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Reforming General Education: A Departmental Experience With Mission and Assessment
International Journal of Educational Reform
  • Joesph M. Valenzano, University of Dayton
  • Samuel P. Wallace, University of Dayton
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Changes to general education curricula are taking place across the globe. From the Bologna Process in Europe to the Liberal Education and America’s Promise initiative in the United States, colleges and universities are reforming what constitutes general education for their students. At the University of Dayton, such reforms took the shape of a massive overhaul of general education to the new, student learning–driven Common Academic Program. The Department of Communication at University of Dayton was forced to fundamentally change its basic course in communication, formerly delivered in three separate one-credit modules, to a three-credit course with a different focus. This article details the story of how the Common Academic Program unfolded, what effect it had on the Department of Communication, and what process of reform was undertaken by the department to ensure that the new course remained a core aspect of the new Common Academic Program. This experience offers lessons to departments and administrators at institutions everywhere on how to effectively reform a general education course to accommodate a student learning focus, fit to university mission, and address the needs of the campus.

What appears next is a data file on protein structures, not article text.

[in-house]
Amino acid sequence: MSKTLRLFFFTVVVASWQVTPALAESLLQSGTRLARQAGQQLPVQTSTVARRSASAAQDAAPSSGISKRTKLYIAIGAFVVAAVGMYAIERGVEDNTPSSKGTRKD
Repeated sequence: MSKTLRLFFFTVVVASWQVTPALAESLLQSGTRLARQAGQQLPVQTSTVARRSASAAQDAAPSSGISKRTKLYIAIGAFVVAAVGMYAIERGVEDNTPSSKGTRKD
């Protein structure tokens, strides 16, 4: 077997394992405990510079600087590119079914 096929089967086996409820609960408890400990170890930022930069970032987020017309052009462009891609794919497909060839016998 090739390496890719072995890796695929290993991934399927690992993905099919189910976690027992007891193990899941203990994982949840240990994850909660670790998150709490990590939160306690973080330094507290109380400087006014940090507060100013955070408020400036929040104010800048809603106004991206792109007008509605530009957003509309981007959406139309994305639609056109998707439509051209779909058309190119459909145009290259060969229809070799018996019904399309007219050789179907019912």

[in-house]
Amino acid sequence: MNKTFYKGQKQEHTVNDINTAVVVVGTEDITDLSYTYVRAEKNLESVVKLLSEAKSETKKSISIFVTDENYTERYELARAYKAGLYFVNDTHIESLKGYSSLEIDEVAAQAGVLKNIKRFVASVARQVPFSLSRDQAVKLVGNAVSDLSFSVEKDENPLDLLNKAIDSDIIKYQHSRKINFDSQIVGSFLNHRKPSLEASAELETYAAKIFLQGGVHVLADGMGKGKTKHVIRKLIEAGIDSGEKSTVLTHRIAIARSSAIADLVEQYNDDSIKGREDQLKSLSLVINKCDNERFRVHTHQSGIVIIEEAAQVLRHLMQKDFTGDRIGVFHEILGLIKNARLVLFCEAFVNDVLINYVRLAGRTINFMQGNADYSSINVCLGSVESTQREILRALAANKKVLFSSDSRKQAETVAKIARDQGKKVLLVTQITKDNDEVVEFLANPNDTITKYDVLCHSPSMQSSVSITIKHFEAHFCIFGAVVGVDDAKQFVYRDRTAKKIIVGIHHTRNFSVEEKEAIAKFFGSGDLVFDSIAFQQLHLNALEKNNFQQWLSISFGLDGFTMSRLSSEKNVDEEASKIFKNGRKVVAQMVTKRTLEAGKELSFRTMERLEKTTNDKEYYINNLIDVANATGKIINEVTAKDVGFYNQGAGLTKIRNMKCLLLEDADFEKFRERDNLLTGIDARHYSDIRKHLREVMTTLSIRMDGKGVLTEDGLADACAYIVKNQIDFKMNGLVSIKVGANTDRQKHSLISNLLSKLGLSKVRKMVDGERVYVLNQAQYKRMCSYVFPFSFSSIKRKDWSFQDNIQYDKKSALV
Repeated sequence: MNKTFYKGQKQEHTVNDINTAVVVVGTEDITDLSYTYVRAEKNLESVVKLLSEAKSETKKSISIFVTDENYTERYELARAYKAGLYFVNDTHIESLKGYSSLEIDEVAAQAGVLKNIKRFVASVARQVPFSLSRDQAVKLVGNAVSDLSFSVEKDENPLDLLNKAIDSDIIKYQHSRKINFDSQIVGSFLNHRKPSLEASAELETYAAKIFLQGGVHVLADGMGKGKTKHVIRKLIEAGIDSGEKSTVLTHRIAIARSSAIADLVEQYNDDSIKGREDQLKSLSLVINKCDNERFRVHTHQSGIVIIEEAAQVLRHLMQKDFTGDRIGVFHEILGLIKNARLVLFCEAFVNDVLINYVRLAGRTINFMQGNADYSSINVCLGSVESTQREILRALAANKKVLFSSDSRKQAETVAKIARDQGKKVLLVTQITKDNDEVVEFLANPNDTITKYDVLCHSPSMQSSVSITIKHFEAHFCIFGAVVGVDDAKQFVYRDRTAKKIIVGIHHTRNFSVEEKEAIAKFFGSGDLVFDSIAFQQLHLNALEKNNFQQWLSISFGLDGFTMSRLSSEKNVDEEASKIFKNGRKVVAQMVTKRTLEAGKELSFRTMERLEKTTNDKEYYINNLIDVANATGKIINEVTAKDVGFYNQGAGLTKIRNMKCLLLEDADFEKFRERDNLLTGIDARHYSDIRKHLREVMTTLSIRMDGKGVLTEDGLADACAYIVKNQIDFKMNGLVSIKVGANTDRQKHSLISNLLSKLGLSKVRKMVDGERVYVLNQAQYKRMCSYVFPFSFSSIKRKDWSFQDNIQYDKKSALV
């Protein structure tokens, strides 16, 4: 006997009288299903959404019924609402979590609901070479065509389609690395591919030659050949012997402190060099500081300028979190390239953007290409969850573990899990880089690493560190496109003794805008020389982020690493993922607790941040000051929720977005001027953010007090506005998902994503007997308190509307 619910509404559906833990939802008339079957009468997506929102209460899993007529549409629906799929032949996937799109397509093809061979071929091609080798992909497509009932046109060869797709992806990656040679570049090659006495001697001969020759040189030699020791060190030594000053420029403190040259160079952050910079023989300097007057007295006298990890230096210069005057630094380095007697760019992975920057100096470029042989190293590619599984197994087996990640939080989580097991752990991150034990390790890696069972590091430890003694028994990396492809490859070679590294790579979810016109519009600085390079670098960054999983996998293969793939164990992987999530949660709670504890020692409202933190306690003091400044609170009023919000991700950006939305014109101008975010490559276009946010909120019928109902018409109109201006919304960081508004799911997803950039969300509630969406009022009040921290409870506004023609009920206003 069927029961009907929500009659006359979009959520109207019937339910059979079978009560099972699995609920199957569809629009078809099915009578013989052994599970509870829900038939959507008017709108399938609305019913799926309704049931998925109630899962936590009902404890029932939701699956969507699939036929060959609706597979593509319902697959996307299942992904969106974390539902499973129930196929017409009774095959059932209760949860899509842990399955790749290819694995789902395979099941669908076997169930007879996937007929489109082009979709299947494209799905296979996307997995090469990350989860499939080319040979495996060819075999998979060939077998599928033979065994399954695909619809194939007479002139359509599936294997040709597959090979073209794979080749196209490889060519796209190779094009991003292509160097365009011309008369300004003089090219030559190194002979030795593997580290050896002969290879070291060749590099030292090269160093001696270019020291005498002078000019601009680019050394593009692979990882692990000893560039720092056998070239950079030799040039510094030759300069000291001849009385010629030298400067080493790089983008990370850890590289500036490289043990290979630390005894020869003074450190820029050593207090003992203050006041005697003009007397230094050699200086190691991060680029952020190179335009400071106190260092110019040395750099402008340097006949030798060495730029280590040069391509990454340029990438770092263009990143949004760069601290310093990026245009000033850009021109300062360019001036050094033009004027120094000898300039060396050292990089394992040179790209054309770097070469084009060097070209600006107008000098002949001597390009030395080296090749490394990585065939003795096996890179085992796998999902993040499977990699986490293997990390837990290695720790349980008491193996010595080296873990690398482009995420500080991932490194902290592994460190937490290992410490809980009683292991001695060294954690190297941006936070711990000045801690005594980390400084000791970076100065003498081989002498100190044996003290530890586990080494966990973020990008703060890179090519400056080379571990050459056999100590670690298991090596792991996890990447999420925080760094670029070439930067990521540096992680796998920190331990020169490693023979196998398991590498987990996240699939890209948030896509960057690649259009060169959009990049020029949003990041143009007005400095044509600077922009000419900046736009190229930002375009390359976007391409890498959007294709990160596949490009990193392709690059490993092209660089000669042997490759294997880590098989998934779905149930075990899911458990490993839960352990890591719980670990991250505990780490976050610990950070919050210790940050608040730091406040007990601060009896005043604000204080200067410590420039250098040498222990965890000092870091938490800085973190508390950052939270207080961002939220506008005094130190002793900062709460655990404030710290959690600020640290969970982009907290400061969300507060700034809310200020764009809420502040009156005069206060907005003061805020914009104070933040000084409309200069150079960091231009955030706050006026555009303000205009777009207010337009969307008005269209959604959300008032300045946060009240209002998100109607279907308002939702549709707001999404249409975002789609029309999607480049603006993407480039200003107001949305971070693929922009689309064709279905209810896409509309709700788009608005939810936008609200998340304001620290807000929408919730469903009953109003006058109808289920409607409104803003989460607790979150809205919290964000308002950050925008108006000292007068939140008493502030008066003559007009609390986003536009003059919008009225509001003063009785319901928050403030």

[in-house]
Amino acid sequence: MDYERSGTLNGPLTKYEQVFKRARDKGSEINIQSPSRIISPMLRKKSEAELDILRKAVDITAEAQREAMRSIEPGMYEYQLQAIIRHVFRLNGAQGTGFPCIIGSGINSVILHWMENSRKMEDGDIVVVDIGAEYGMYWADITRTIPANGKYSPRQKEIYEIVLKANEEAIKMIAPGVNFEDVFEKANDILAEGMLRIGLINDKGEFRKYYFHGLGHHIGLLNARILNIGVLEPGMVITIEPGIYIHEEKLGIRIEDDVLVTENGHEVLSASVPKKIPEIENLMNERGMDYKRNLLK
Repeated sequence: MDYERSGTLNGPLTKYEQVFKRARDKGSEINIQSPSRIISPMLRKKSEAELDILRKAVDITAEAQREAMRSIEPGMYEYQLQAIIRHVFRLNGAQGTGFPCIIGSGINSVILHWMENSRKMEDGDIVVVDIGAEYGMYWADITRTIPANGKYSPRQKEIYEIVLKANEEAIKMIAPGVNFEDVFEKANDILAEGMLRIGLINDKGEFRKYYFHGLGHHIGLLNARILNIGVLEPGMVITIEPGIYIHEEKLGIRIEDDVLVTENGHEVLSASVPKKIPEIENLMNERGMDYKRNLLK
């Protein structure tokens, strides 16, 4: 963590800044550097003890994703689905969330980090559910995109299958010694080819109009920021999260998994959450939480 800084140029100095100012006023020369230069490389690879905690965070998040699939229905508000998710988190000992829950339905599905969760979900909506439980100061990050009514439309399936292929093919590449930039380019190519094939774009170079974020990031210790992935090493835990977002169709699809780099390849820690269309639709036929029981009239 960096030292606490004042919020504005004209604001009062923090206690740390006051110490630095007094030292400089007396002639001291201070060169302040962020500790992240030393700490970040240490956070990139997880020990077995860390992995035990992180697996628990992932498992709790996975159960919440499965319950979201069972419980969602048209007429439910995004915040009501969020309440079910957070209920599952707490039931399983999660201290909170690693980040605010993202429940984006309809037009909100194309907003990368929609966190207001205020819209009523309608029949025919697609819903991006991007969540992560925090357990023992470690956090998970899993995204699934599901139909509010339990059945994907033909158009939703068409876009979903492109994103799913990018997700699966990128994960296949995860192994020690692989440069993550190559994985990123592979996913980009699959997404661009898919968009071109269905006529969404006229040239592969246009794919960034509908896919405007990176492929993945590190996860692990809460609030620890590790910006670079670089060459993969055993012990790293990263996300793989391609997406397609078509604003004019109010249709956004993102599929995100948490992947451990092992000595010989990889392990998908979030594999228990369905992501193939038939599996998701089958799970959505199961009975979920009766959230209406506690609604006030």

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Rowman & Littlefield Publishing Group
Peer Reviewed
Citation Information
Joesph M. Valenzano and Samuel P. Wallace. "Reforming General Education: A Departmental Experience With Mission and Assessment" International Journal of Educational Reform Vol. 23 Iss. 2 (2014)
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